Harshit Dwivedi
Aug 30 · 5 min read

TL;dr : Use file loads with a relatively low frequency instead of Streaming Inserts with Cloud Dataflow

This story is a prequel to the one I wrote here (Yeah, I’m a star wars fan and sequels come before prequels 🤷‍♂️)

If you read the blogpost above, you know that we’re trying to build a real-time data aggregation pipeline and to do so, we’re using the following products within the GCP family :

  1. App Engine : To receive incoming requests from our user’s webpage and app.
  2. PubSub : A scalable and reliant messaging queue that accepts the messages coming to App Engine.
  3. Dataflow : A data processing pipeline which reads messages coming from Pub Sub and transforms them according to our needs.
  4. BigQuery : A data warehouse where all the data ingested by Dataflow is saved to.

The challenge here is obviously to keep the throughput and reliability of the system as high as possible while keeping the latency and the costs to a minimum.

As the current state of things, we handle over 300M events per day and these events are stored into BigQuery as soon as they arrive via Google Cloud Dataflow to ensure that the events are made available to our customers as soon as they are emitted (with < 4 sec latency guaranteed).

Interestingly enough, some of our clients didn’t exactly want their data in near-real time manner; for them the data being available a little bit later (say a few mins) was as good, provided they could pay a lesser fee for it.

Now streaming inserts, while crucial to the real-timeliness provided by us; has a cost associated with it and providing a delayed data would mean that we could potentially save some of the costs by batching the inserts into BigQuery!

We went back to take a look at the pricing plans provided by BigQuery and to our surprise, loading data to BigQuery from an external source was free!

What this meant was, if we could store the incoming events to a Google Cloud Storage Bucket and then ask BigQuery to load those saved events, it’s free!

The only price we had to incur was storing and downloading events to and from Google Cloud Storag bucket; which is again free if you are ingressing and egressing data to and from the same region (which we were!).

Having figured out what to do, the only thing left was modifying our dataflow pipeline to Save and Load data into BigQuery instead of Streaming it which it was doing right now.

Thanks to the simple APIs provided by Apache Beam, this turned out to be a less than 5 mins of task.

Less than 3 lines of code, and you’re done!

Now you might be wondering as to why didn’t we decrease the frequency to even a lesser number (say 3 seconds) mimic the real-time nature of Streaming Inserts.

Surely that would have been a good choice, but there are some limitations which prevent us from doing this.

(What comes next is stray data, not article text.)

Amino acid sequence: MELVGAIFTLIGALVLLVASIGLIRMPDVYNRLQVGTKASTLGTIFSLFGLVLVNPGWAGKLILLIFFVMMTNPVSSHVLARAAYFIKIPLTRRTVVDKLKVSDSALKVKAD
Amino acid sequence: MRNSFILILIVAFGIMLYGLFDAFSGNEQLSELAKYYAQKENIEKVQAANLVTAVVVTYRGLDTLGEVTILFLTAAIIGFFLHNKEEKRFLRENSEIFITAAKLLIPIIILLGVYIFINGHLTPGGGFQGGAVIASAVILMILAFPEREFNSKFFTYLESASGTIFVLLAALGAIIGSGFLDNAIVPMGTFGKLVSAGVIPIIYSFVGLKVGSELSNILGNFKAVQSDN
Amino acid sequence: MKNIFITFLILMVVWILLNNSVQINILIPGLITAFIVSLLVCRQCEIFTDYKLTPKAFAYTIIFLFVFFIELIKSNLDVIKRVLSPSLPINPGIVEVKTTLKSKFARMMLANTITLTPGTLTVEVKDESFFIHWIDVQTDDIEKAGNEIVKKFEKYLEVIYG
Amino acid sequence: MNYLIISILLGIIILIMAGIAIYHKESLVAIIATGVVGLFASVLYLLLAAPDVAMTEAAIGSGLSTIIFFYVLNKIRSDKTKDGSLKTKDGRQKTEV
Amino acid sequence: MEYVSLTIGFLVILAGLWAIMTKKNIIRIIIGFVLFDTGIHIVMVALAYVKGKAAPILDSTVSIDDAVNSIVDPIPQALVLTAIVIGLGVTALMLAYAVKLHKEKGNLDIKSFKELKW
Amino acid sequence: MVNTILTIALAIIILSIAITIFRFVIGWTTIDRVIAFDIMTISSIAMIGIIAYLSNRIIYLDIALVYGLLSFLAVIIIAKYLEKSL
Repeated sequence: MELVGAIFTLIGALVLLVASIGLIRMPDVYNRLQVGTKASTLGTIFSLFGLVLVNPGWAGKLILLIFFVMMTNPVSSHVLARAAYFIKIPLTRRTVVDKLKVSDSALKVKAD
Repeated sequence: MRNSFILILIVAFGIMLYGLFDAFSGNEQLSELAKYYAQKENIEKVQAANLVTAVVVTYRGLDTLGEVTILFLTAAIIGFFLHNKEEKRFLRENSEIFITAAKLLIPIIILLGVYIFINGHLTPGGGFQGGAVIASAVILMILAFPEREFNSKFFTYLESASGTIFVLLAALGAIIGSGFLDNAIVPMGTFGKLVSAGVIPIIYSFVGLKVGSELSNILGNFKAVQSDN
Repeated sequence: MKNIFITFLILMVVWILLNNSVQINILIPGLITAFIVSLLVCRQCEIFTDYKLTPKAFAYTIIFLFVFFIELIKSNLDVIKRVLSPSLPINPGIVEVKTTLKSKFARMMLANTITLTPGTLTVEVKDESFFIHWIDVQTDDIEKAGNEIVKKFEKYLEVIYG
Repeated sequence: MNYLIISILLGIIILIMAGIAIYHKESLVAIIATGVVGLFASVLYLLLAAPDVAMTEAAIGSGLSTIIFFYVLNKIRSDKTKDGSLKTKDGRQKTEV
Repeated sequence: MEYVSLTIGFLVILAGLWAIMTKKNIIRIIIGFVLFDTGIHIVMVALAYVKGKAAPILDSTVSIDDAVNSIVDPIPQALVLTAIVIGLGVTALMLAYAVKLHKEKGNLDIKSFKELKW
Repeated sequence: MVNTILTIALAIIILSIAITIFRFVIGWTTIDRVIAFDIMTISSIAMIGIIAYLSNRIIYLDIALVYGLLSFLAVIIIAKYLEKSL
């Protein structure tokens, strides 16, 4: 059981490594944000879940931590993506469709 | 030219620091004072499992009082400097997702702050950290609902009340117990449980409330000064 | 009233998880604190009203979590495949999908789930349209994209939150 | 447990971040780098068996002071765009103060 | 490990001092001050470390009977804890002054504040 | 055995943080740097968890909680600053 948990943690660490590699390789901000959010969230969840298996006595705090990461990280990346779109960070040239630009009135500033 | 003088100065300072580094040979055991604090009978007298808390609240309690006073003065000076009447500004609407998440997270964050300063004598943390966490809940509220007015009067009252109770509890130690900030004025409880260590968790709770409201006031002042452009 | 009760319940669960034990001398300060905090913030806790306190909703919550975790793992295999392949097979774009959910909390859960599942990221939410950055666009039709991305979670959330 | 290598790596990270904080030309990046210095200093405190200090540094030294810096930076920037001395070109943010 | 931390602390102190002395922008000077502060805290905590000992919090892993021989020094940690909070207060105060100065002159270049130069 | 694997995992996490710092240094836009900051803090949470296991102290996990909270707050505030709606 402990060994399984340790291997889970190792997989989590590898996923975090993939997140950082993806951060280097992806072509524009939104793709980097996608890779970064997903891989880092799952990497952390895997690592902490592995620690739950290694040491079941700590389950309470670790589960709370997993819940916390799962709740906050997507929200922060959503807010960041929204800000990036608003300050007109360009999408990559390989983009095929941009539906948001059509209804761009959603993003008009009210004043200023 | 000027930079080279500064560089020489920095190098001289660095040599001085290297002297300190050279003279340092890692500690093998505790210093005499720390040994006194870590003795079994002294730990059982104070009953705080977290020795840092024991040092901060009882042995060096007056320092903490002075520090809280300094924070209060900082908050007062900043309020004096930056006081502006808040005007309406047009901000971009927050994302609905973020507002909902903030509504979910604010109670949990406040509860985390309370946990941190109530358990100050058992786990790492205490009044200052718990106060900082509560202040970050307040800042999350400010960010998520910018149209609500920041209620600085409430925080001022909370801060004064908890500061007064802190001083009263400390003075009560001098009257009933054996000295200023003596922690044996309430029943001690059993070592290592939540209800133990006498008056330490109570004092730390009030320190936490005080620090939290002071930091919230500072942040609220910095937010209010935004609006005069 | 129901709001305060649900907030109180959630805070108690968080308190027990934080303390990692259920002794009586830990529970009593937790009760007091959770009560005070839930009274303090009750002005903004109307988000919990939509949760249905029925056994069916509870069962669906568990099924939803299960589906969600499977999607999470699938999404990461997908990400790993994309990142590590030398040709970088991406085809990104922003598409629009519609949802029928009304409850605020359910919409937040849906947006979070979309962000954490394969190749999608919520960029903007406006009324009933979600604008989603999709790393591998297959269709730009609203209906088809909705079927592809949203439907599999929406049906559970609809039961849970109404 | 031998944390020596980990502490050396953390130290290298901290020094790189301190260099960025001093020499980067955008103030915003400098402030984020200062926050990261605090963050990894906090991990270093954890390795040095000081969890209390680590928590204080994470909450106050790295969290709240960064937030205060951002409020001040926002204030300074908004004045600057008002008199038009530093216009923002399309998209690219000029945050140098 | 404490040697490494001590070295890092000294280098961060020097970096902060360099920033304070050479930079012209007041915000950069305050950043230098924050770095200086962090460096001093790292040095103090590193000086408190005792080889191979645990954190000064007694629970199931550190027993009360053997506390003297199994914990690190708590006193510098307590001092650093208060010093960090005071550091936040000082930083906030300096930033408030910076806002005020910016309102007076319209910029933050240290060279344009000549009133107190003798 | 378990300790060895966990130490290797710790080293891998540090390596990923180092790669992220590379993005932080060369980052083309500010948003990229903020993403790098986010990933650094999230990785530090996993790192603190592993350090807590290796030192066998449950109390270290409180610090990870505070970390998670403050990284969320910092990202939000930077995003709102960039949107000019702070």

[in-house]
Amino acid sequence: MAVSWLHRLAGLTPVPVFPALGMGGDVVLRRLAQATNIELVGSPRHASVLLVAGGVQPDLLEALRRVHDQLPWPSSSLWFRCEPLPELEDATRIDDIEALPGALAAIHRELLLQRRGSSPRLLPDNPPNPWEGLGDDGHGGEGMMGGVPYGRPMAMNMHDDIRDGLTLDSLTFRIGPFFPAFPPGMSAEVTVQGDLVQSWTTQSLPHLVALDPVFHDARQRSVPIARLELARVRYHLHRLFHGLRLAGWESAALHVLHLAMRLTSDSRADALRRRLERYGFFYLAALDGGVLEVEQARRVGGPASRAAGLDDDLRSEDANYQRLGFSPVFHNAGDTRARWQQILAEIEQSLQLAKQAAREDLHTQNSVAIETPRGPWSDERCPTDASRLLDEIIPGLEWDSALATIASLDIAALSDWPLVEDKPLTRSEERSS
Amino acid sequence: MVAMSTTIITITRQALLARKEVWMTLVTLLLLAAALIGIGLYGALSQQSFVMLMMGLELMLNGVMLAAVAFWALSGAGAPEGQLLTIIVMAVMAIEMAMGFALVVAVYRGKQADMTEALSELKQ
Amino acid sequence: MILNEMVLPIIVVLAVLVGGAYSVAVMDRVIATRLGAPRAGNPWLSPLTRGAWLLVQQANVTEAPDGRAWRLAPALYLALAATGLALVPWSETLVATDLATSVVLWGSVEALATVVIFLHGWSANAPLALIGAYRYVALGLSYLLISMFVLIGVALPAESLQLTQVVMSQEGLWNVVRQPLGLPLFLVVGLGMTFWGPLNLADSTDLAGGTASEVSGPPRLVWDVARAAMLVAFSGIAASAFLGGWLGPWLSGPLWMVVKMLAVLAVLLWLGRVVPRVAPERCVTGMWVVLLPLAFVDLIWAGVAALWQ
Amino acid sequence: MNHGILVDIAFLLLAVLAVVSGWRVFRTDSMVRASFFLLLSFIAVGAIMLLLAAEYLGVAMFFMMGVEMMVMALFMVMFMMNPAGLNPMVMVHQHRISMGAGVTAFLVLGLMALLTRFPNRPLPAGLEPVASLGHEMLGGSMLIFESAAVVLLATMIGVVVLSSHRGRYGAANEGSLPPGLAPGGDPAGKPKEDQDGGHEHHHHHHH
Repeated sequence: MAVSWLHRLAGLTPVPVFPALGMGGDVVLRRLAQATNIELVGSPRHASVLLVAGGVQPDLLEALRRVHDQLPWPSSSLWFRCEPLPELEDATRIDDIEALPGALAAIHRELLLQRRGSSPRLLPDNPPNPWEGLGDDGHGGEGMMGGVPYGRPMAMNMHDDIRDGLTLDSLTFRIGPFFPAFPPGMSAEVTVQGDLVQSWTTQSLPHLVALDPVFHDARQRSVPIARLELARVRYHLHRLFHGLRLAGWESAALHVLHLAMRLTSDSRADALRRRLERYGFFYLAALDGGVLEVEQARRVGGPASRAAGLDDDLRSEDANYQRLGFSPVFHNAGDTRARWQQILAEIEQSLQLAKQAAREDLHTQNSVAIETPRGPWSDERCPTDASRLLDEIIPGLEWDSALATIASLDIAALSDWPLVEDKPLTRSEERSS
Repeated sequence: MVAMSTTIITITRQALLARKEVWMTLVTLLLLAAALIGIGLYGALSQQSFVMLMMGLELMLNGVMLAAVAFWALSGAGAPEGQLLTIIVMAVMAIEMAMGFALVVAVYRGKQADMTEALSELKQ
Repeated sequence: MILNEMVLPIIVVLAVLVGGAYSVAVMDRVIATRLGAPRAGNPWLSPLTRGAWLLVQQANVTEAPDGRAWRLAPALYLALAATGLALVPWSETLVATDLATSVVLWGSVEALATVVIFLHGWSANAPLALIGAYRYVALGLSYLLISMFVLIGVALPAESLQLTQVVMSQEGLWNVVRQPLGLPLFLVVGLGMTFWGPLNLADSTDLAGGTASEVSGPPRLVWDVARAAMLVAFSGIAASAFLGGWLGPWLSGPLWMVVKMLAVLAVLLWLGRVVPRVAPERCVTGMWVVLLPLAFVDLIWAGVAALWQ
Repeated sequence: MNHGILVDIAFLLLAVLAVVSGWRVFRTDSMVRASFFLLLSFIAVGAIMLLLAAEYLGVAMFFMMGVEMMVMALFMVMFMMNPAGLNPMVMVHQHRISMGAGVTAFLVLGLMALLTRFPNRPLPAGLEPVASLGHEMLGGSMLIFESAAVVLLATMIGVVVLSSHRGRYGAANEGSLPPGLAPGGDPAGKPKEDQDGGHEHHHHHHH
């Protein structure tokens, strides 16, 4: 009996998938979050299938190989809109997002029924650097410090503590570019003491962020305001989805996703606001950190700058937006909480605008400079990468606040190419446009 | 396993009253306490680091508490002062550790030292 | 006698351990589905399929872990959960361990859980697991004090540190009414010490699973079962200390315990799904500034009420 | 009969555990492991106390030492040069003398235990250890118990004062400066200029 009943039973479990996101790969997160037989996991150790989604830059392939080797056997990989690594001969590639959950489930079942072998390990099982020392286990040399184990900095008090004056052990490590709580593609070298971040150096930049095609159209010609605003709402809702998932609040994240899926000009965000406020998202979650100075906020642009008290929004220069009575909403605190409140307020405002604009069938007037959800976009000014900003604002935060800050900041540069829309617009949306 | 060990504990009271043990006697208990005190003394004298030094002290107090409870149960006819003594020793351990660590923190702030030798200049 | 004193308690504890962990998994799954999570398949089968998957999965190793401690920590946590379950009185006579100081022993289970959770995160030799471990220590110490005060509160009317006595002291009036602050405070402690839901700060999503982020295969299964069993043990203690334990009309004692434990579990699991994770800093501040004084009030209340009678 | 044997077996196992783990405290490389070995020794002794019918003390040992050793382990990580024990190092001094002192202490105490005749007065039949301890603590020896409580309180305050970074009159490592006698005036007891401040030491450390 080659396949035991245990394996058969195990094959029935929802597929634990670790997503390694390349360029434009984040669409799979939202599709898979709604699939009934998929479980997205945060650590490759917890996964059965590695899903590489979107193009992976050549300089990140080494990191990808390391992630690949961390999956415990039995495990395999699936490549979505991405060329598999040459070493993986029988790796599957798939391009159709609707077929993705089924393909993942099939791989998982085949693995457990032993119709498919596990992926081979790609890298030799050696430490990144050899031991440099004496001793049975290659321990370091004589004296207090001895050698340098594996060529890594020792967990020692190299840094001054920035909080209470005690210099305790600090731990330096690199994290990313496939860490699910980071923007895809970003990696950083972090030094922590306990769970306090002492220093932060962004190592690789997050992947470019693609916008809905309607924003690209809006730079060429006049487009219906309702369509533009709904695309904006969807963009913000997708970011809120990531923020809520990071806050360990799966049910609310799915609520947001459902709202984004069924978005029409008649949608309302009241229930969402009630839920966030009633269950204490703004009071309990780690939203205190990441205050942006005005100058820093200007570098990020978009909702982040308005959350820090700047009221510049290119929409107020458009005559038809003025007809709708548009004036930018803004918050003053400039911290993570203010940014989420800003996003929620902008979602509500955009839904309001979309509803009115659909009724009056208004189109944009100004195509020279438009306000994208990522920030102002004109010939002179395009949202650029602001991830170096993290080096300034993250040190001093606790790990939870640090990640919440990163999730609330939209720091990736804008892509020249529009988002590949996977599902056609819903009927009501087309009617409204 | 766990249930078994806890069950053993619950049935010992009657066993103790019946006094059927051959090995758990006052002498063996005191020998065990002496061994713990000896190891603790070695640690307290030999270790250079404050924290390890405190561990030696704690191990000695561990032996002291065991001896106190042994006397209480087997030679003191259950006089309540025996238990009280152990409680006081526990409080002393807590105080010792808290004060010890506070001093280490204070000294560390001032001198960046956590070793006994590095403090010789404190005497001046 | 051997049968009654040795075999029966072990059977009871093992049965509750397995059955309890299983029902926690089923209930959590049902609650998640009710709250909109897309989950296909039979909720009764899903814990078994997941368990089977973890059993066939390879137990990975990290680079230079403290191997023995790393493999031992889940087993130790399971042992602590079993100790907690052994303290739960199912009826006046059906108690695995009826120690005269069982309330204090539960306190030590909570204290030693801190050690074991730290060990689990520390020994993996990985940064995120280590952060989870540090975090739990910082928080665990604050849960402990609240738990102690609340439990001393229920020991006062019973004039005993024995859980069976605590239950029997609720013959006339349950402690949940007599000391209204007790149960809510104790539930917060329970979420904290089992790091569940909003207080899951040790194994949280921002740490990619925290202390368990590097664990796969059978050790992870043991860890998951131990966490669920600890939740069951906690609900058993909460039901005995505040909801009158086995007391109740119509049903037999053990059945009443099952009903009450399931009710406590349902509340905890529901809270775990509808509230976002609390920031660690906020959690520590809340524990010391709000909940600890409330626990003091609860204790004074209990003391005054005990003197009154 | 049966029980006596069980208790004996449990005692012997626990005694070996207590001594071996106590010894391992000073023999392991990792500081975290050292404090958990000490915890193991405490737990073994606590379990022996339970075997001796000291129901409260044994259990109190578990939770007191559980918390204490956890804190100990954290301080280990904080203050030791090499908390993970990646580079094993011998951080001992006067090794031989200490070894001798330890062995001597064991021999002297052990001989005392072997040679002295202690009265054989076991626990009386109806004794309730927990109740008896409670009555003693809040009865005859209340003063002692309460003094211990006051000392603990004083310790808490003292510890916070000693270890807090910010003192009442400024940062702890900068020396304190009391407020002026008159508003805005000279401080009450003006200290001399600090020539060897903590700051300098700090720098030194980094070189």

1. BigQuery API Limits
    As of writing this article, the number of Load Jobs that you can perform on BigQuery is limited to 1000 per day which roughly once per 90 seconds.
    Note that this is a hard limit and it can’t be increased
  2. Increased RAM requirement by Dataflow
    Dataflow keeps all the incoming messages in its memory and once the triggering frequency is reached, it uploads them to Google Cloud Storage, hence the new pipeline that we deployed ended up needing 2 cores of CPU alongwith 13.5GB RAM as compared to our old setup which was 1 core CPU and 3.75GB RAM.
    While this isn’t something stopping us from implementing near realtime load jobs, it’s something that adds up to your billing costs.

We ended up setting the triggering frequency to 90 seconds, which was enough to keep our clients (who were ok with a delayed latency) happy and helped us reduce unnecessary pricing that we incurred.

Here’s a quick screenshot showcasing the costs that before and after we implemented File Loads.

August 23rd afternoon was when we implemented File Loads

But it wasn’t all bells and whistels; as you can read in this blog, we ran into yet another issue (which we managed to fix after a weeks of searching around and research).

If you are working at a high growth company and want your data made available to you as soon as it’s created; take a look at https://roobits.com/ and we might be what you are looking for!

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Google Developers Experts

Experts on various Google products talking tech.

Harshit Dwivedi

Written by

Android Developer, has an *approximate* knowledge of many things. https://harshit.app/

Google Developers Experts

Experts on various Google products talking tech.

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